All samples showed a smooth curve, indicating that the samples experienced decomposition while forming gaseous products (Widmann 2001). The GP showed the best thermal stability compared to both apple samples. The temperature at 5% weight loss was 171 °C for GP and 113 °C for unwashed pomace. Once the AP was washed, this temperature increased to 209 °C. The UAP started degrading at low temperatures due to the presence of low molecular weight components. The WAP sample showed improved thermal stability compared to the unwashed sample (Fig. 1). The temperature at 50% weight loss was 396 °C for GP, 321 °C for UAP, and 341 °C for WAP.

Fig. 1. Thermogravimetric analysis curve (TG) displaying the mass fraction remaining for samples of WAP, UAP, and GP

The onset degradation temperatures are best seen in Fig. 2. There are three distinct peaks characteristic to the degradation of hemicellulose, cellulose, and lignin, which are present in all pomace samples. The UAP had some additional peaks present, which may be attributed to the presence of lower molecular weight oxidative products (such as glucans and xylans) that were removed after washing (Zarrinbakhsh et al. 2013, 2016). The first peak present was due to the hemicellulose component degrading; it was seen at 267 °C for GP, 147 °C to 248 °C for UAP, and 260 °C for WAP. The cellulose component degraded at 340 °C, 324 °C, and 335 °C for AP, UAP, and WAP, respectively.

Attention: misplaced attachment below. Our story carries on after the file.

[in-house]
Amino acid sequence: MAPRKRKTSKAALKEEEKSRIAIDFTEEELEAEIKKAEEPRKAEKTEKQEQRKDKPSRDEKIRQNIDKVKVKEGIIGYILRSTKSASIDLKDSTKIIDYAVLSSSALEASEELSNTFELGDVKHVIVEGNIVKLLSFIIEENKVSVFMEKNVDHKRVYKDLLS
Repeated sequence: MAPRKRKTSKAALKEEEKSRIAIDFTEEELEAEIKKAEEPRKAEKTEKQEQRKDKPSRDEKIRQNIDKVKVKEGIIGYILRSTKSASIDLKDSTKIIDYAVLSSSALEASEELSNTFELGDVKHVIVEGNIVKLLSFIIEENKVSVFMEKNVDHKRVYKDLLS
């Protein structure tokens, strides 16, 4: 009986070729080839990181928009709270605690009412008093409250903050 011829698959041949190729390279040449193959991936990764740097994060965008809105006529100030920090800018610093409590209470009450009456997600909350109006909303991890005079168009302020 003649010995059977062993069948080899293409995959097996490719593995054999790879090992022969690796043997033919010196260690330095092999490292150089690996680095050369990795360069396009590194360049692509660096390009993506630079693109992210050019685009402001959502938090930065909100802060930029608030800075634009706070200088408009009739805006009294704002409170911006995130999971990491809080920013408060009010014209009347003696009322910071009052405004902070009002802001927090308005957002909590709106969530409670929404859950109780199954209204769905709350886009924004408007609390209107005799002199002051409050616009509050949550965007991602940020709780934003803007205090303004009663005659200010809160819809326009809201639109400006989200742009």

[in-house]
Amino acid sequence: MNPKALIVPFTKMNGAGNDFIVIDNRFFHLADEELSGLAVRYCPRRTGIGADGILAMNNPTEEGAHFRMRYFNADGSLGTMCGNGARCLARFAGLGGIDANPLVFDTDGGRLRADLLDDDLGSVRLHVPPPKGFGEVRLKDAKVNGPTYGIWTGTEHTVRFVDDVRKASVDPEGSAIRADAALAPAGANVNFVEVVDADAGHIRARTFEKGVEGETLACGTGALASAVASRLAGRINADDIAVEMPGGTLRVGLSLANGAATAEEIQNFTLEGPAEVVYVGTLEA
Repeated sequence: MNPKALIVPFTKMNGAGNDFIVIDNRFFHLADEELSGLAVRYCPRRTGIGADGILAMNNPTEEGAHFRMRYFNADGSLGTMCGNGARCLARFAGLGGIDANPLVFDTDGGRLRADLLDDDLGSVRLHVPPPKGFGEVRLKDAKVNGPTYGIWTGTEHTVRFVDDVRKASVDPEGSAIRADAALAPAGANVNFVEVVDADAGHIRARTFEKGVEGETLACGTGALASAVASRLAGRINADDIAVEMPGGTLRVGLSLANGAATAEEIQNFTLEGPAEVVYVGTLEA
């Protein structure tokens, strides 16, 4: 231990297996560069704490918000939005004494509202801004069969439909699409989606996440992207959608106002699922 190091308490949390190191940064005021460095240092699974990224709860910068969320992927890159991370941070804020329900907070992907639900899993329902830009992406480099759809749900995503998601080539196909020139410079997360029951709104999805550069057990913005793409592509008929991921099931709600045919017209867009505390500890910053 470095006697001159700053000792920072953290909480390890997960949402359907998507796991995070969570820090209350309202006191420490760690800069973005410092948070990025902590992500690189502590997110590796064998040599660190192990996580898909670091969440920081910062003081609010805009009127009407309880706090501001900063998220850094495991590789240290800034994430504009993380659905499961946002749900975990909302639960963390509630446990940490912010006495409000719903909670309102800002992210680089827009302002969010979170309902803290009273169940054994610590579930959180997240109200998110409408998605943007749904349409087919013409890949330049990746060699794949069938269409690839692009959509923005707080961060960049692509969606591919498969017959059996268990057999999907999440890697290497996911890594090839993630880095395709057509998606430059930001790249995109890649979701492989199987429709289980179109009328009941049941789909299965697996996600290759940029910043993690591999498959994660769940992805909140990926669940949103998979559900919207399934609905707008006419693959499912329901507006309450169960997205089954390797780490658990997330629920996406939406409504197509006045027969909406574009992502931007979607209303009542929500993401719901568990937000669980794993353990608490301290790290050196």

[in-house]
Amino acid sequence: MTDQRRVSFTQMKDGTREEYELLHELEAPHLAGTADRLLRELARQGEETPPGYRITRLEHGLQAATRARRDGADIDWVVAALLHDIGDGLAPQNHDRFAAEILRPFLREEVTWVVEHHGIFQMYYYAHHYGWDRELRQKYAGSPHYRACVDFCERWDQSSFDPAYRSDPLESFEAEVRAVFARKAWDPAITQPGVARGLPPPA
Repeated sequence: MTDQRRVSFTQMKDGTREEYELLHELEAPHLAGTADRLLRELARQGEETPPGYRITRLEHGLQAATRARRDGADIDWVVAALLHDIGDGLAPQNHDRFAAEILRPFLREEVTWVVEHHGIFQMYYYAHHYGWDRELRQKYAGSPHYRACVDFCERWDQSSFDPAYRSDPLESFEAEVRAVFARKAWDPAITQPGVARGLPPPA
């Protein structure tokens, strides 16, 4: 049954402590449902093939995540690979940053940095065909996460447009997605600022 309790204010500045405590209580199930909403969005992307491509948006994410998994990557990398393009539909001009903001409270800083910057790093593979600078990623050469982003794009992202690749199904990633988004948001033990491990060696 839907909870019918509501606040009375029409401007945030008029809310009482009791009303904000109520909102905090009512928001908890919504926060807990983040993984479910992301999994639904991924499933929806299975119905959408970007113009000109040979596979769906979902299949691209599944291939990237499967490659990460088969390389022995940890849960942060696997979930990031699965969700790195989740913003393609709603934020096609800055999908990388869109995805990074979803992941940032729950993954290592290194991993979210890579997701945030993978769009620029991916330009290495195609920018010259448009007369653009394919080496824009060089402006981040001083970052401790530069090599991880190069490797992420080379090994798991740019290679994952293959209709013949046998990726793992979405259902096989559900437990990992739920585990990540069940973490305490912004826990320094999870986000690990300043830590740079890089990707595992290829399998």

Lignin degrades over a range of temperatures, and this was seen starting at 378 °C, 365 °C, and 383 °C onwards for GP, UAP, and WAP, respectively. Yang et al. (2007) showed similar results with hemicellulose degrading at 268 °C and cellulose at 233 °C, with lignin degrading over a range of temperatures starting at ambient temperature and up to 900 °C. The values Yang et al. (2007) reported are similar to the values obtained for AP and GP.

Other researchers have found hemicellulose and cellulose degrading from approximately 160 °C to 500 °C, while lignin degraded over a range of 362 °C to 500 °C for GP (Khiari and Jeguirim 2018). Furthermore, the last peak of the DTG curve in the range of 375 °C to 500 °C was found in GP and AP samples and in other biomass samples such as distiller’s grains (Zarrinbakhsh et al. 2011). According to previous studies, this peak is a result of the degradation of protein. Finally, the rightmost portions of the TG and DTG curves occur due to the slow loss of mass of higher molecular weight constituents (Kumar et al. 2008; Zarrinbakhsh et al. 2013).

Fig. 2. Thermogravimetric analysis curve for derivative weight (DTG) of WAP, UAP, and GP

Fourier Transform Infrared Spectroscopy

The FTIR spectra of WAP, UAP, and GP are shown in Fig. 3. All samples show a broad peak from around 3000 cm-1 to 3600 cm-1, which relates to the O-H and N-H bonds stretching, present in lignocellulose components of both pomace materials (Zarrinbakhsh et al. 2016). The peaks present around 2850 cm-1 and 2920 cm-1 in all the samples are attributed to both symmetric and asymmetric stretching of C-H bonds.

Fig. 3. FTIR spectra for samples of Washed Apple Pomace (WAP), Unwashed Apple Pomace (UAP), and Grape Pomace (GP)